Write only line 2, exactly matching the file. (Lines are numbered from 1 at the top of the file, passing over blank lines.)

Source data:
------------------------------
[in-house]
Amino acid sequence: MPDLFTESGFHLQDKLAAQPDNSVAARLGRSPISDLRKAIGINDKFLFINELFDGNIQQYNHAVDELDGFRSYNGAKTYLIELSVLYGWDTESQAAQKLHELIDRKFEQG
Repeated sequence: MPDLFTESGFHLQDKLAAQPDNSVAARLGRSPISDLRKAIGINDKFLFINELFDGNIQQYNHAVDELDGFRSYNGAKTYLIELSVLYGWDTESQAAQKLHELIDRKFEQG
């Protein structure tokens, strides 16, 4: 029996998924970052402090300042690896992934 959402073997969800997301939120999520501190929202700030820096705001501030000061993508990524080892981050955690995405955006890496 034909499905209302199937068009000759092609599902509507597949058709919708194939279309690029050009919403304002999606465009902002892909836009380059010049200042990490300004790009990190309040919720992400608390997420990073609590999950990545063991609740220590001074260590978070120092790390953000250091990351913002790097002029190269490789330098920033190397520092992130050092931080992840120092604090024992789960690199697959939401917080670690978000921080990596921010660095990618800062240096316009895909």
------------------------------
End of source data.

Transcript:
Amino acid sequence: MPDLFTESGFHLQDKLAAQPDNSVAARLGRSPISDLRKAIGINDKFLFINELFDGNIQQYNHAVDELDGFRSYNGAKTYLIELSVLYGWDTESQAAQKLHELIDRKFEQG